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Move away from the past, cardinal urges Burma’s leaders

Cardinal Charles Maung Bo, left, speaking with priests at Archbishop's House in Yangon, Myanmar, in 2015 (AP Photo/Gemunu Amarasinghe)

Burma’s cardinal addressed a historic gathering of government, military and ethnic leaders in the country’s capital of Naypyitaw yesterday.

In a speech at the conference, Cardinal Charles Bo of Yangon told delegates: “We need to move away from the past, working toward a peace with justice.”

He continued: “For too long we have lived in mutual hatred. Now is the time to assert our oneness.”

Cardinal Bo called Burma “a religious nation” that “never had faith in atheism”. He reminded them of Christianity’s enduring presence in the hospitals and schools, in a nation that in 2015 celebrated 500 years of Catholicism.

“In some of the remotest villages it is the religious leaders who animate the people. In the camps of the [internally displaced people], religious people accompany the suffering people,” he said. “So our presence is helpful in carrying the messages of this conference to all the people, especially those affected by conflict.”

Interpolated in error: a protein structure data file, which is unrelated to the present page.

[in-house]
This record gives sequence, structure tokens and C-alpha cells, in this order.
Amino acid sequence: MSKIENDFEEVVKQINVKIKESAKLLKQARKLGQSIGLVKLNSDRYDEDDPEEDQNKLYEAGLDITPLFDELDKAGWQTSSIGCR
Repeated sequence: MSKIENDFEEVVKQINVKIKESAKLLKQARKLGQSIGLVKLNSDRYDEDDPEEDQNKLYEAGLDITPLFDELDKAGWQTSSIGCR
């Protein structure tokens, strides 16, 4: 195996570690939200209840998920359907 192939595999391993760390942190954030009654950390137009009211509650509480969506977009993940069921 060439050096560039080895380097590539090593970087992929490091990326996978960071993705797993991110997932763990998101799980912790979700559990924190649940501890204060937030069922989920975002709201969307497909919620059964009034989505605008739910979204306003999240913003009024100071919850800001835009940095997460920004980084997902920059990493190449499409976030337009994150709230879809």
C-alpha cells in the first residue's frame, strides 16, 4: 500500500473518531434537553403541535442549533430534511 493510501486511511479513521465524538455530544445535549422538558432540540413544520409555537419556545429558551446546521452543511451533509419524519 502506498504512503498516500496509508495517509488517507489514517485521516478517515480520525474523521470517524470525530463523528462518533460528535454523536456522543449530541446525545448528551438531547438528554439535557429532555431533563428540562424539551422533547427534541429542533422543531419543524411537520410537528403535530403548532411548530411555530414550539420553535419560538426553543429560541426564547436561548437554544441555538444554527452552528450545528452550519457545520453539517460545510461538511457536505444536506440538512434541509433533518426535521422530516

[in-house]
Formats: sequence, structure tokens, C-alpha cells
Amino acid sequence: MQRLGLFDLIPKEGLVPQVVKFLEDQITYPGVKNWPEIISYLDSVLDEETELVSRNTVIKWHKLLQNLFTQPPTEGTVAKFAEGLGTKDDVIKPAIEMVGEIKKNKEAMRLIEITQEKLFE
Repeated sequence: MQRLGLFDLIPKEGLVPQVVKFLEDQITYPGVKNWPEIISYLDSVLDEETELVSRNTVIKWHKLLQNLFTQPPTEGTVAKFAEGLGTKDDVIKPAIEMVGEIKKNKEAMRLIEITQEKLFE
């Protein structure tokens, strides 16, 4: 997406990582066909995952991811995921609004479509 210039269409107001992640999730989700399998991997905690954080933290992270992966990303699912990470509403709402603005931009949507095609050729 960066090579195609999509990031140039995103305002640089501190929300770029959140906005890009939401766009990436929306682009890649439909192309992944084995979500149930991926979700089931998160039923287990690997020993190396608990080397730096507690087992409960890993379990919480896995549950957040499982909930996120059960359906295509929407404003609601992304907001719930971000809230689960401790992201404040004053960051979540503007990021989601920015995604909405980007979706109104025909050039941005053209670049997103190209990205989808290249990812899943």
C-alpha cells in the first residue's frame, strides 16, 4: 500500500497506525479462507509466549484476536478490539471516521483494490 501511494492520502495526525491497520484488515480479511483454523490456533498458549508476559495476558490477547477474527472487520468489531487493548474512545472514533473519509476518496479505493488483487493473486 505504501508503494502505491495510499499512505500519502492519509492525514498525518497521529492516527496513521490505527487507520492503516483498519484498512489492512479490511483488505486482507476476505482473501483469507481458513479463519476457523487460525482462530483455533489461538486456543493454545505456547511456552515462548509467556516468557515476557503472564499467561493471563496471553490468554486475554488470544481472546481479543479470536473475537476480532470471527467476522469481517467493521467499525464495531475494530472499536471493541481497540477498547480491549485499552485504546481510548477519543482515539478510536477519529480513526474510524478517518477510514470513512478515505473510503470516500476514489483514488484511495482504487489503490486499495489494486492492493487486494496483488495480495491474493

Burmese leader Aung San Suu Kyi’s National League for Democracy party is heading the conference of more than 1,500 participants, including U.N. Secretary-General Ban Ki-moon.

In nearly seven decades of fighting, thousands of people have died in Burma; about a quarter of a million have been displaced in the past five years.

At least 20 main ethnic minorities fighting for independence were invited, but three of those groups were later disinvited for continued fighting.

In 1947, Major General Aung San, Suu Kyi’s father and an independence advocate, brokered peace among three ethnic groups and the government. But he was assassinated months later, just before plans for autonomy were to have taken effect.

Subsequent governments failed to meet the agreements, which sparked fighting and gave rise to a military junta that remained in power from the 1960s until recent years.

Suu Kyi, a democracy leader who took up her father’s cause in the 1980s, was a political prisoner under house arrest off and on for most of the past 30 years. Last November, she was voted into office in the country’s first independent elections on a platform of bringing lasting peace.

Several reports on the conference have noted the absence of any representation from the Rohingya minority. International human rights monitors say the Muslim ethnic group has been persecuted by Burma’s Rakhine Buddhists, and most rendered stateless, because of being driven away to bordering countries such as Thailand, where governments have rejected them.

The groups attending the conference are expected to reconvene every six months to note progress on efforts toward forging peace.